The UNDAC reserve is managed by the UN organ OCHA (Office for the Coordination of Humanitarian Affairs). To become part of this “family”, a member state must open a mission account, into which the costs of a possible mission, e.g. airfares and daily allowances, are transferred. Another important step is to appoint an UNDAC contact person in the member state, who serves as the communications channel between OCHA and UNDAC members. The UNDAC contact person can propose not to deploy their country’s UNDAC member if, for example, that country finds it politically unacceptable to support a particular mission. The contact person’s third important task is to recommend new applicants to the OCHA and, if they are approved, send them to participate in a course. In order to use the mission account and deploy a person, OCHA requires a binding contract, usually for two years. According to this contract, the two-year salary of an UNDAC member is a nominal US$2. All of UNDAC’s activity in the disaster area is free for the affected country.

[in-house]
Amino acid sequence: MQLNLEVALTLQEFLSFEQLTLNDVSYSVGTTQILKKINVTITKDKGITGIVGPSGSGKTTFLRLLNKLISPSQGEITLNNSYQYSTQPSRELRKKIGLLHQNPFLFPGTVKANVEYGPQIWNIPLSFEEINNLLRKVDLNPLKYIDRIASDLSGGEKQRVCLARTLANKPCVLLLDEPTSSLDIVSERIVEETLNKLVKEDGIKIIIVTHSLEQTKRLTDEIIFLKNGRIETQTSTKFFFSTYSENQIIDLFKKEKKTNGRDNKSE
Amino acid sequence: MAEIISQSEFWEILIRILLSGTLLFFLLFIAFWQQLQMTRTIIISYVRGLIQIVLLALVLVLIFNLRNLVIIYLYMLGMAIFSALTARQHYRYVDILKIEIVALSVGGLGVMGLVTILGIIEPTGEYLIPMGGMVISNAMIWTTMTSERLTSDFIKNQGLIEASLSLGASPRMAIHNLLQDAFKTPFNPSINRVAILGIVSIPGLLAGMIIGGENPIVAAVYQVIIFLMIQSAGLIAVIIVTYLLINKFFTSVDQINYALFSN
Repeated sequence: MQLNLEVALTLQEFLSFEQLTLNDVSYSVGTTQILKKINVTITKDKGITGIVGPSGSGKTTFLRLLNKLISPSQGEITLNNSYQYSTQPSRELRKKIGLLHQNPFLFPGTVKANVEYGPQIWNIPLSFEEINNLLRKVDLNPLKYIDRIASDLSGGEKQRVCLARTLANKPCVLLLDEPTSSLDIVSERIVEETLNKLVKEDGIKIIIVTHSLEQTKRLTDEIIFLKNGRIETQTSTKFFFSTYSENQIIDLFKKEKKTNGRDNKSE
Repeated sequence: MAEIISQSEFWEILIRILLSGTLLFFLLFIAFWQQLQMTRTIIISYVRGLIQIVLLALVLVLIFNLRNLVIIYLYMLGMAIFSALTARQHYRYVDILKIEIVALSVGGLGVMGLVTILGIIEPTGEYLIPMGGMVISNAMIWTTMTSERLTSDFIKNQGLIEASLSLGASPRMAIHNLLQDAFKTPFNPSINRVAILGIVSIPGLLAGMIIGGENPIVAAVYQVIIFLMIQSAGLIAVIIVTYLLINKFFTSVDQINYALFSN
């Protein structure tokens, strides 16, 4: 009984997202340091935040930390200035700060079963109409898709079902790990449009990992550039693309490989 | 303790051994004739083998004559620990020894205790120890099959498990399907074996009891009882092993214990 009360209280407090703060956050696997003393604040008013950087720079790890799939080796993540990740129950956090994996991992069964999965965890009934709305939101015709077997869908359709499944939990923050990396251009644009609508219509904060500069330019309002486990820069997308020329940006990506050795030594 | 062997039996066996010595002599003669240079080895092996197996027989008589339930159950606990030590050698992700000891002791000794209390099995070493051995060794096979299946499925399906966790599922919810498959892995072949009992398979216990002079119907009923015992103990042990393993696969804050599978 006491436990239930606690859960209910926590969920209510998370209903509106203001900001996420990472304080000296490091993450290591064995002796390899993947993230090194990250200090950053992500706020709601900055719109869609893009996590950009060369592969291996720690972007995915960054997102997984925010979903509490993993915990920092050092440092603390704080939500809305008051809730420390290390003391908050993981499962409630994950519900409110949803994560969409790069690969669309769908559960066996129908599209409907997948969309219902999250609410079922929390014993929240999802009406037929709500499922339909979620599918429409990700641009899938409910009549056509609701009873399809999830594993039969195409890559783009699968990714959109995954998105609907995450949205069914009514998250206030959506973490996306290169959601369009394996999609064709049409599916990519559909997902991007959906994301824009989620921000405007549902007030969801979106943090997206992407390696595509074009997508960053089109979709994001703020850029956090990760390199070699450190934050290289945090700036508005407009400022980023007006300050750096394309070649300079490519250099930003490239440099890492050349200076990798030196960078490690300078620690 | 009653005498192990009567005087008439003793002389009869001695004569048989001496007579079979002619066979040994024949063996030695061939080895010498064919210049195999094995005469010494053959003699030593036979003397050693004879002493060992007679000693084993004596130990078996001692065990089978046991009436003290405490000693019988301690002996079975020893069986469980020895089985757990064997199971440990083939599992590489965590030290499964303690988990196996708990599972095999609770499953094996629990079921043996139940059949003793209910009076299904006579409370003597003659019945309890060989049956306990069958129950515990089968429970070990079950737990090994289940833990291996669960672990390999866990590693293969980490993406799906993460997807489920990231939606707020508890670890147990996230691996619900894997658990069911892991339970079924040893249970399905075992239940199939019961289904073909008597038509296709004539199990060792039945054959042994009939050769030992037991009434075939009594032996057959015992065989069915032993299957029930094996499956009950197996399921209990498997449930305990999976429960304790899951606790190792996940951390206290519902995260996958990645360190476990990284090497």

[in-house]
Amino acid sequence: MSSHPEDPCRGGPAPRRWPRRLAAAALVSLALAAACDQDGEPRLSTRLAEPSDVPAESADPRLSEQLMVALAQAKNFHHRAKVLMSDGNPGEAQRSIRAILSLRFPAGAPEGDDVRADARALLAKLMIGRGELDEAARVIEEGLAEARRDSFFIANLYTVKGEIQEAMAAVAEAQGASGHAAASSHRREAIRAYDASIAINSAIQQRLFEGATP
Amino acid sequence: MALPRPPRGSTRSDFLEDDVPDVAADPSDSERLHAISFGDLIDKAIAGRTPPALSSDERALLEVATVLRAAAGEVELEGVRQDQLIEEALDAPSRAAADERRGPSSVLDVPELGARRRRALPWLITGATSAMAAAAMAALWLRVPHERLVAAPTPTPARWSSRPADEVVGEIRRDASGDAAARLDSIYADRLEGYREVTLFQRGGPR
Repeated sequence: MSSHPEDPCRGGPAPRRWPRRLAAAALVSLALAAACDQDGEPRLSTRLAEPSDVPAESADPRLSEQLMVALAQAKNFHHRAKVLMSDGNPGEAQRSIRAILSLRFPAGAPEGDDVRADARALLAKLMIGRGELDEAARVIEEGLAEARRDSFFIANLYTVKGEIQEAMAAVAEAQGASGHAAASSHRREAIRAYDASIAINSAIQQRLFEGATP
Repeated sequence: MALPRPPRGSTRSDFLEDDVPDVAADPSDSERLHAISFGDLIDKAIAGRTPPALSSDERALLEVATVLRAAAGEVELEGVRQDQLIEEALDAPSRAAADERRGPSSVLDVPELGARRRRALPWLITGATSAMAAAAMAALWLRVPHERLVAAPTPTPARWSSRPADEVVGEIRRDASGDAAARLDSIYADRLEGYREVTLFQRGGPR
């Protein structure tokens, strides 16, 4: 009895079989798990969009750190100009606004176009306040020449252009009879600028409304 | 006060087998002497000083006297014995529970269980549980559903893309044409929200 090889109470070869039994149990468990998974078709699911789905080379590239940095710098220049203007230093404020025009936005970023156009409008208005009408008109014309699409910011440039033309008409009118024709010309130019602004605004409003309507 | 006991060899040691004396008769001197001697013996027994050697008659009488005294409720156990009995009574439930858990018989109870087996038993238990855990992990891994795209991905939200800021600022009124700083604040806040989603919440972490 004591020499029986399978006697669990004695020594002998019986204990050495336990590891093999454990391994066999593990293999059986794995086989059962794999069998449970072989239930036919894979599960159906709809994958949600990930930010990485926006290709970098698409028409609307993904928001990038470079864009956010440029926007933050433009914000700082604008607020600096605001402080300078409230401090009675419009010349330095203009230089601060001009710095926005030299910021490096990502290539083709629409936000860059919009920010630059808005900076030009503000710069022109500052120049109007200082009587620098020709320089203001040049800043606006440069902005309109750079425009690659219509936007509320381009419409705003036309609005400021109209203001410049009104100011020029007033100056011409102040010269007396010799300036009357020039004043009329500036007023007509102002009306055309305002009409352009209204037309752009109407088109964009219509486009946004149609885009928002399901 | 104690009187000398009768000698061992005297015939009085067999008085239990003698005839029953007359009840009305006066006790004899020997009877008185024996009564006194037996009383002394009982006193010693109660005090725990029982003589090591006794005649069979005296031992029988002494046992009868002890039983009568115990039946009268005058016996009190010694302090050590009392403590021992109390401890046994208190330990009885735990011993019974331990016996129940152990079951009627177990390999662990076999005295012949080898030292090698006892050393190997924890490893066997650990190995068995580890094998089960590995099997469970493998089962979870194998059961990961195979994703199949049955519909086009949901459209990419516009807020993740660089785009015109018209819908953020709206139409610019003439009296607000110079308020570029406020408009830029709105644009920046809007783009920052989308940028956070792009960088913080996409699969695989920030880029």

A compulsory programme of courses and training ensures the conformity of the experts’ work and approaches. First, they must complete the foundation course, which lasts 12 days and teaches the basics of international aid. The backgrounds and profiles of the experts might vary greatly, ranging from rescue workers to environmental specialists. Medical workers are a particularly highly valued group in this field. After completing the foundation course, the future reservist is offered the chance to sign a two-year contract. This does not remove the obligation to participate in training, courses and drills. The experts still need to complete various operation-based training, the most important of which is on the methodology of gathering and processing data, the coordination of international humanitarian aid, work with environmental disasters, and the increasingly important matter of civilian–military cooperation. In addition to courses, UNDAC members are required to participate in a system of practical training, one of the best known of which is the cooperation training called TRIPLEX, which takes place every two years. In past years, Estonia has contributed experts to organise this training. In order to stay up to date with events in OCHA, UNDAC members must undergo a refresher course in their region every two years. There are currently three active members in the UNDAC group in Estonia, which is financed by the Ministry of Foreign Affairs, and altogether there are five trained aid workers.